SOMERS, N.Y. - Mary and Geoffrey Parker have always been interested in history and historic places, so after they moved to Somers 12 years ago they began to check out the local sites. When they searched for the Tomahawk Chapel, though, there was a problem finding it. The building site was so overgrown with vines and barberry that the little wooden structure was almost unrecognizable.
But, said Geoffrey Parker, “we took pity on the place.” Over time they cleared away the growth and investigated the building itself. Their explorations spread beyond the chapel and into the adjacent burial grounds. “This is not your little neighborhood cemetery,” he said.
“No one seemed to realize that a lot of important people were buried here,” Mary Parker said. “Names like Miller and Tompkins and Purdys and Perry. There are local streets named after these people.” Plus there are eight veterans buried in the cemetery, from the Revolutionary War through World War I.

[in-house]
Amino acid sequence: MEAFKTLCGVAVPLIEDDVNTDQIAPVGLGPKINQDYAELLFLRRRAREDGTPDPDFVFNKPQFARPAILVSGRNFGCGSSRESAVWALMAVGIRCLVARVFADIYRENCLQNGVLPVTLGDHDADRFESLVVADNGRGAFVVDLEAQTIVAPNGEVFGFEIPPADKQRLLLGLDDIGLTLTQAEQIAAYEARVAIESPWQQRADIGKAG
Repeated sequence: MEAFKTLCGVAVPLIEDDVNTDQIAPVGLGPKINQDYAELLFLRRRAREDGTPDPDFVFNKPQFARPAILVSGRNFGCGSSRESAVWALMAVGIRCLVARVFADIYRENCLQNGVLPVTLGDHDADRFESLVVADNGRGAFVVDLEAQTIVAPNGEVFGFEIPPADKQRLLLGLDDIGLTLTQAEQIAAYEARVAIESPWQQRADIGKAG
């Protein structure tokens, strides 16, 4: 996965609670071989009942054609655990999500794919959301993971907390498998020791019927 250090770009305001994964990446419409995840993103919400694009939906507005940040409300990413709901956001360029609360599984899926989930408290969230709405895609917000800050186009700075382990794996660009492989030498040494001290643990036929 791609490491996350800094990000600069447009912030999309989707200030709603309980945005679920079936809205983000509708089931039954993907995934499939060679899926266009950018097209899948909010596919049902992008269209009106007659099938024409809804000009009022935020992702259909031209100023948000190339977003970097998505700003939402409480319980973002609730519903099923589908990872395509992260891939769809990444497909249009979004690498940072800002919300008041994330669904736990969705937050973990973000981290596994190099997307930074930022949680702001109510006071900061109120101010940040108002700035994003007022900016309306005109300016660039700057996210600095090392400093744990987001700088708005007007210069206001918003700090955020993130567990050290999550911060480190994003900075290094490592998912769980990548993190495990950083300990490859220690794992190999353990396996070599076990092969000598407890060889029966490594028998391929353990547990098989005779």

Geoffrey Parker explained that the chapel was built by Justice of the Peace Thomas Miller in 1837. There were no public schools back then, so Miller built it as a Sunday School as well as a church. West Somers was a very prominent area due to sheep farming and factories along the Muscoot River.
The Parkers have spent many hours working with their weed-wackers on the grounds and they have done some basic restoration work on the building. They have scraped it and primed it and will be painting it soon. The only other person involved is 87-year-old Bill Koegel, who also pays for all the supplies and tools.
“Unfortunately,” said Geoffrey Parker, “we don’t have the skills to repair the interior.”
Thanks to the perseverance of Mary and Geoffrey Parker, the Tomahawk Chapel and Cemetery was officially listed on the New York State Register of Historic Places on June 23. The next step is to submit documentation to the National Register of Historic Places. “But first the chapel has to get a nice coat of paint.”